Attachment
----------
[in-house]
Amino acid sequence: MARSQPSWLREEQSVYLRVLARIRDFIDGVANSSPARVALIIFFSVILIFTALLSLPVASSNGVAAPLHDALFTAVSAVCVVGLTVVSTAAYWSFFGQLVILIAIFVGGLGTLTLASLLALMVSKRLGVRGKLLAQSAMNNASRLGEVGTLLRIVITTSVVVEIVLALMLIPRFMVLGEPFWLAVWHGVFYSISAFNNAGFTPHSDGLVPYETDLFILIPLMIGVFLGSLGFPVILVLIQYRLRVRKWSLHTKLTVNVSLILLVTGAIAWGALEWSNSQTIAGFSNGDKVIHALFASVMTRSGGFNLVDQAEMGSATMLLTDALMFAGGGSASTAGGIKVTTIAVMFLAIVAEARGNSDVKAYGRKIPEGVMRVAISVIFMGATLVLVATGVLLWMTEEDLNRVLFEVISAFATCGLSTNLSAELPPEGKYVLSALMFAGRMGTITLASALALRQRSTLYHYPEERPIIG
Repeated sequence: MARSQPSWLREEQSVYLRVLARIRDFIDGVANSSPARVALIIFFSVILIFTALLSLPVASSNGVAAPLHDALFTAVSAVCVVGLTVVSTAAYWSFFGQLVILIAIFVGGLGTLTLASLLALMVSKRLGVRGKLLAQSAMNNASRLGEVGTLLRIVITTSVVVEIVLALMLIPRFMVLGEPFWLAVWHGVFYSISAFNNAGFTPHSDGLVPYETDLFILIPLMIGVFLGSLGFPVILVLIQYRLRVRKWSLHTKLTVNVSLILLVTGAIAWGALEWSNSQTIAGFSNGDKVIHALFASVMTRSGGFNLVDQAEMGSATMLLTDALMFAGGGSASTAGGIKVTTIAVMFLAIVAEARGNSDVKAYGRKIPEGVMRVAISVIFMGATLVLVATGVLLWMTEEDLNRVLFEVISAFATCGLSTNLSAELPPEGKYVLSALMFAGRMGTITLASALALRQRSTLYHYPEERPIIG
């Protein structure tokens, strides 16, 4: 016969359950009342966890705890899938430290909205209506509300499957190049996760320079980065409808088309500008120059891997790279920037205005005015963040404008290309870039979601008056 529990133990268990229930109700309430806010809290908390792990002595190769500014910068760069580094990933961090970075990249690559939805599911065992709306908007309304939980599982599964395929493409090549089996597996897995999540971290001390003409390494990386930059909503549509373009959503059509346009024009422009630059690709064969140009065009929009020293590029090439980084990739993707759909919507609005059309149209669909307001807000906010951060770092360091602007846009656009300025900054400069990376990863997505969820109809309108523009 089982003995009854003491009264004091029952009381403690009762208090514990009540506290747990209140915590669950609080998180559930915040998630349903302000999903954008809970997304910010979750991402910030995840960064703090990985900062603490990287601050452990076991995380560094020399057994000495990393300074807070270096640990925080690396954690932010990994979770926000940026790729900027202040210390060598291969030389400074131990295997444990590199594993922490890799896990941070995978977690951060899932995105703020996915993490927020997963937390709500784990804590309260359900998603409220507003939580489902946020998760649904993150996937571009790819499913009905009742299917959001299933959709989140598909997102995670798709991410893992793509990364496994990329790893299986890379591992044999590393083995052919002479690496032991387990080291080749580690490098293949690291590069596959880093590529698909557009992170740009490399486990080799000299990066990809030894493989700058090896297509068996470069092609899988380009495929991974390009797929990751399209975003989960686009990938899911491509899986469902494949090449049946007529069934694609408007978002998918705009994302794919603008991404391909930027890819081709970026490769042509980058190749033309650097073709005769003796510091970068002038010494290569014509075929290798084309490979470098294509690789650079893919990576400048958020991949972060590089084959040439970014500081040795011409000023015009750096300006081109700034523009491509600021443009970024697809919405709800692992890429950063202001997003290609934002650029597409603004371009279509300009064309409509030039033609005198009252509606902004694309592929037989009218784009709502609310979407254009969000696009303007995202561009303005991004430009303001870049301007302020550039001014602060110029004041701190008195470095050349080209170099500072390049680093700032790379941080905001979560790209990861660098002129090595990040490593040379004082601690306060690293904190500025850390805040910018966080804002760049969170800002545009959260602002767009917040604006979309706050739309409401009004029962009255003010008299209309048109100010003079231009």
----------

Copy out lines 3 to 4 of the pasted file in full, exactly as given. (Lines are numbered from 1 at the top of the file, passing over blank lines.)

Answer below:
Repeated sequence: MARSQPSWLREEQSVYLRVLARIRDFIDGVANSSPARVALIIFFSVILIFTALLSLPVASSNGVAAPLHDALFTAVSAVCVVGLTVVSTAAYWSFFGQLVILIAIFVGGLGTLTLASLLALMVSKRLGVRGKLLAQSAMNNASRLGEVGTLLRIVITTSVVVEIVLALMLIPRFMVLGEPFWLAVWHGVFYSISAFNNAGFTPHSDGLVPYETDLFILIPLMIGVFLGSLGFPVILVLIQYRLRVRKWSLHTKLTVNVSLILLVTGAIAWGALEWSNSQTIAGFSNGDKVIHALFASVMTRSGGFNLVDQAEMGSATMLLTDALMFAGGGSASTAGGIKVTTIAVMFLAIVAEARGNSDVKAYGRKIPEGVMRVAISVIFMGATLVLVATGVLLWMTEEDLNRVLFEVISAFATCGLSTNLSAELPPEGKYVLSALMFAGRMGTITLASALALRQRSTLYHYPEERPIIG
């Protein structure tokens, strides 16, 4: 016969359950009342966890705890899938430290909205209506509300499957190049996760320079980065409808088309500008120059891997790279920037205005005015963040404008290309870039979601008056 529990133990268990229930109700309430806010809290908390792990002595190769500014910068760069580094990933961090970075990249690559939805599911065992709306908007309304939980599982599964395929493409090549089996597996897995999540971290001390003409390494990386930059909503549509373009959503059509346009024009422009630059690709064969140009065009929009020293590029090439980084990739993707759909919507609005059309149209669909307001807000906010951060770092360091602007846009656009300025900054400069990376990863997505969820109809309108523009 089982003995009854003491009264004091029952009381403690009762208090514990009540506290747990209140915590669950609080998180559930915040998630349903302000999903954008809970997304910010979750991402910030995840960064703090990985900062603490990287601050452990076991995380560094020399057994000495990393300074807070270096640990925080690396954690932010990994979770926000940026790729900027202040210390060598291969030389400074131990295997444990590199594993922490890799896990941070995978977690951060899932995105703020996915993490927020997963937390709500784990804590309260359900998603409220507003939580489902946020998760649904993150996937571009790819499913009905009742299917959001299933959709989140598909997102995670798709991410893992793509990364496994990329790893299986890379591992044999590393083995052919002479690496032991387990080291080749580690490098293949690291590069596959880093590529698909557009992170740009490399486990080799000299990066990809030894493989700058090896297509068996470069092609899988380009495929991974390009797929990751399209975003989960686009990938899911491509899986469902494949090449049946007529069934694609408007978002998918705009994302794919603008991404391909930027890819081709970026490769042509980058190749033309650097073709005769003796510091970068002038010494290569014509075929290798084309490979470098294509690789650079893919990576400048958020991949972060590089084959040439970014500081040795011409000023015009750096300006081109700034523009491509600021443009970024697809919405709800692992890429950063202001997003290609934002650029597409603004371009279509300009064309409509030039033609005198009252509606902004694309592929037989009218784009709502609310979407254009969000696009303007995202561009303005991004430009303001870049301007302020550039001014602060110029004041701190008195470095050349080209170099500072390049680093700032790379941080905001979560790209990861660098002129090595990040490593040379004082601690306060690293904190500025850390805040910018966080804002760049969170800002545009959260602002767009917040604006979309706050739309409401009004029962009255003010008299209309048109100010003079231009």